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Irish ports battle it out

17th October 2008
Irish ports battle it out
Only a week into the Volvo Ocean Race (VOR) and Ireland's new-found love
affair with world offshore sailing is to continue as Belfast prepares to bid
for stop-over port status in the 2011 edition of the race.

The news comes in the first week of the current sprint where two Irish
inspired entries battle it out on the first 6,500 mile leg to Cape Town. The
event calls to Galway next May, the first ever Irish stop-over.

Belfast is only the latest in a series of bids for international events here
following headline Irish performances offshore.

 

Success in the 2005/6 Volvo Ocean Race, the Fastnet, Sydney-Hobart, Med Cup, Round Britain and Ireland, the Azores and back and an overall win in February's Barcelona Worlds have given great confidence to Irish ports.

The Belfast Harbour Commissioners’ delegation, led by chairman Len O'Hagan, travelled to the race start in Alicante last weekend and met with organisers to discuss a bid to tie-in with the 100th anniversary of the building of the Titanic in May 2012.

Hosting the event, to include an entry in the race, is costing the Galway
campaign as much as 10 million euro but the expected return to the local
economy can be expected to be over 43 million euro.

Belfast city fathers are rejuvenating an area of the city known as the
Titanic Quarter. It is a £5bn development and the VOR stop-over would be a
centrepiece to celebrations in an Olympic year and, of course, a further
boost to Irish sailing.

Of course, the VOR is the main Irish attraction right now but there are
actually three world girdling races underway, all with some Irish interest.

Michel Kleinjans leads the solo class in the Portimao Global race. In 2005,
the Belgian yachtsman, sailing Roaring Forties, crossed the National Yacht
Club finish line off Dun Laoghaire to set a new single-handed record time
round Ireland of four days, one hour and 52 minutes that still stands.

And Damian Foxall, one of three Irish crew on the Green Dragon, continues to
harbour ambition to compete in what many refer to as the 'real Everest' in
sailing: the Vendee Globe, single-handed, non-stop round the world starts in
23 days time. Clearly, Foxall will be unavailable but he may make the Vendee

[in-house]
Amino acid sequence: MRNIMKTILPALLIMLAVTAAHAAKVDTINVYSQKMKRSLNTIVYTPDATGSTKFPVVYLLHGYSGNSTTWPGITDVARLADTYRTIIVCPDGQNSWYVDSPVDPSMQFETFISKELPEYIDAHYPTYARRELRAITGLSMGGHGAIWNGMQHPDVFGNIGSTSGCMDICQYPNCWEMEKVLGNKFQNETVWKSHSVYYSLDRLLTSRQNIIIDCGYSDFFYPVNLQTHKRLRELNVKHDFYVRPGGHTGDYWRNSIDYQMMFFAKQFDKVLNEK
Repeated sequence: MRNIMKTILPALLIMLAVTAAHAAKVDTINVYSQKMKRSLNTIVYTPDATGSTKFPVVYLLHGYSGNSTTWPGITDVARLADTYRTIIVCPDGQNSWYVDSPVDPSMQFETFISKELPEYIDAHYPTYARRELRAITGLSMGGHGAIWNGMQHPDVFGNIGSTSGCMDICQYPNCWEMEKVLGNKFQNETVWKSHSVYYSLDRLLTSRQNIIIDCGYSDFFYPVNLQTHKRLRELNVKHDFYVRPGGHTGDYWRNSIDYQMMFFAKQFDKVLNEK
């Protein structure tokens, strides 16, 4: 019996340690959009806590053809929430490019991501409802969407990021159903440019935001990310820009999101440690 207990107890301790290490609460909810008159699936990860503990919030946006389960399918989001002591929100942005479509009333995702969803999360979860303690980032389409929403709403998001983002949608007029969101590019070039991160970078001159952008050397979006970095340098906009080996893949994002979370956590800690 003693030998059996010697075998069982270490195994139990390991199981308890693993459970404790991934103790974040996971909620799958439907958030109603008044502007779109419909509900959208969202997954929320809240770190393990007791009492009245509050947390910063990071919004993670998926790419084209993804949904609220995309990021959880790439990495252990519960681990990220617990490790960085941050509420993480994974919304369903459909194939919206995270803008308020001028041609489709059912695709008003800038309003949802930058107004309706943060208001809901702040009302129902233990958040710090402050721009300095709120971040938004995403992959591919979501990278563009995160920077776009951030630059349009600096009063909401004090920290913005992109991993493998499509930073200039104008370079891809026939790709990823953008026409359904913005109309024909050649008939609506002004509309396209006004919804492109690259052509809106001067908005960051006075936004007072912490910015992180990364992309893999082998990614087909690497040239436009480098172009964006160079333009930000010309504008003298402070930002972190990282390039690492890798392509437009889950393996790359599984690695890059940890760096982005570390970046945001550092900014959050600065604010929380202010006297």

his ninth circumnavigation in four years time.

Staying with offshore news, Cathal Drohan and Paul Egan are competing in
tomorrow's 40th Malta middle sea race in their X-41, Legally Brunette.
Drohan has been looking forward to the chance to compete in the
Mediterranean for some years, "it's always a race I've wanted to do. It's
been on the list for years, so I said I'd better do it now! Paul and I
decided last year that we'd put it in the programme for this year."
Just getting to Malta has been something of an expedition, with the delivery
trip starting in the middle of August and involving two gales in the Bay of
Biscay before ending with a blissful sail east through the Mediterranean.

VOR and Green Dragon

18 miles off the western Sahara coast last night, Galway's Green Dragon
entry with British skipper Ian Walker is fourth, 69 miles behind the leader.
Limerick's Ger O'Rourke continues to hang in there, defying his lack of
preparation, on Dutch entry Delta Lloyd, in fifth position.

Things have settled down after the nip and tuck through the Canaries on
Wednesday. Walker in particular is relieved to be sailing in good breeze in
T shorts and shorts as he picks up the trade winds. He aims to pass the Cape
Verde islands early this morning.

He concedes he made a tactical mistake off the Canaries and that was why he
was the first in the fleet to hide his position for 12 hours using the races
Stealth facility.

Any way the fine weather they currently enjoy is all a far cry from
Saturday's start in 40 knots when the Green Dragon was forced to start on
port tack and operate her swinging keel by hand.

Walker maintains that he is pleased with progress after a week's sailing in
the eight boat fleet, especially as they made big gains tactically early on.
He remains worried though that the Green Dragon is not particularly fast in
the light stuff.
Published in Editors Blog
Afloat.ie Team

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